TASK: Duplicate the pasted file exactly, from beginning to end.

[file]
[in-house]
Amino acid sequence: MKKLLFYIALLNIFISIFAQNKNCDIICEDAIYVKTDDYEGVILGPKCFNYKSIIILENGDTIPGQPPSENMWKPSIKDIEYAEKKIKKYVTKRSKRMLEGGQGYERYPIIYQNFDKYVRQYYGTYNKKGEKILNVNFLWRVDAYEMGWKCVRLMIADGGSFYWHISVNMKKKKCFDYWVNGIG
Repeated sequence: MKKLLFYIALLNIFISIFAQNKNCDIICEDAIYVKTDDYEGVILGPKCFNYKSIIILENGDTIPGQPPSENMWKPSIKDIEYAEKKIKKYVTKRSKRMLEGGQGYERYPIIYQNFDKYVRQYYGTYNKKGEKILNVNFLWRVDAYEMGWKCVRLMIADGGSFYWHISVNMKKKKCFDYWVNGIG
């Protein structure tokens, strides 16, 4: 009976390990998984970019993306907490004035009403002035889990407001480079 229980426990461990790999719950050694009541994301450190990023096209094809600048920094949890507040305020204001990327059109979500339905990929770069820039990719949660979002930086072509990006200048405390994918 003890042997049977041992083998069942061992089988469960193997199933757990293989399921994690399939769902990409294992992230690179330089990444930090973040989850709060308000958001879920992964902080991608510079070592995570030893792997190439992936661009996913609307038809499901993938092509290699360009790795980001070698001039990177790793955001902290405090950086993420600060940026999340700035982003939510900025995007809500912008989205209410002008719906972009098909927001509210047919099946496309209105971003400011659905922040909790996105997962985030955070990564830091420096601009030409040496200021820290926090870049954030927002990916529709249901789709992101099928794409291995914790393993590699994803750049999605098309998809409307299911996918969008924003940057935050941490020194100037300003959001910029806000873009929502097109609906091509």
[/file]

[in-house]
Amino acid sequence: MKKLLFYIALLNIFISIFAQNKNCDIICEDAIYVKTDDYEGVILGPKCFNYKSIIILENGDTIPGQPPSENMWKPSIKDIEYAEKKIKKYVTKRSKRMLEGGQGYERYPIIYQNFDKYVRQYYGTYNKKGEKILNVNFLWRVDAYEMGWKCVRLMIADGGSFYWHISVNMKKKKCFDYWVNGIG
Repeated sequence: MKKLLFYIALLNIFISIFAQNKNCDIICEDAIYVKTDDYEGVILGPKCFNYKSIIILENGDTIPGQPPSENMWKPSIKDIEYAEKKIKKYVTKRSKRMLEGGQGYERYPIIYQNFDKYVRQYYGTYNKKGEKILNVNFLWRVDAYEMGWKCVRLMIADGGSFYWHISVNMKKKKCFDYWVNGIG
């Protein structure tokens, strides 16, 4: 009976390990998984970019993306907490004035009403002035889990407001480079 229980426990461990790999719950050694009541994301450190990023096209094809600048920094949890507040305020204001990327059109979500339905990929770069820039990719949660979002930086072509990006200048405390994918 003890042997049977041992083998069942061992089988469960193997199933757990293989399921994690399939769902990409294992992230690179330089990444930090973040989850709060308000958001879920992964902080991608510079070592995570030893792997190439992936661009996913609307038809499901993938092509290699360009790795980001070698001039990177790793955001902290405090950086993420600060940026999340700035982003939510900025995007809500912008989205209410002008719906972009098909927001509210047919099946496309209105971003400011659905922040909790996105997962985030955070990564830091420096601009030409040496200021820290926090870049954030927002990916529709249901789709992101099928794409291995914790393993590699994803750049999605098309998809409307299911996918969008924003940057935050941490020194100037300003959001910029806000873009929502097109609906091509």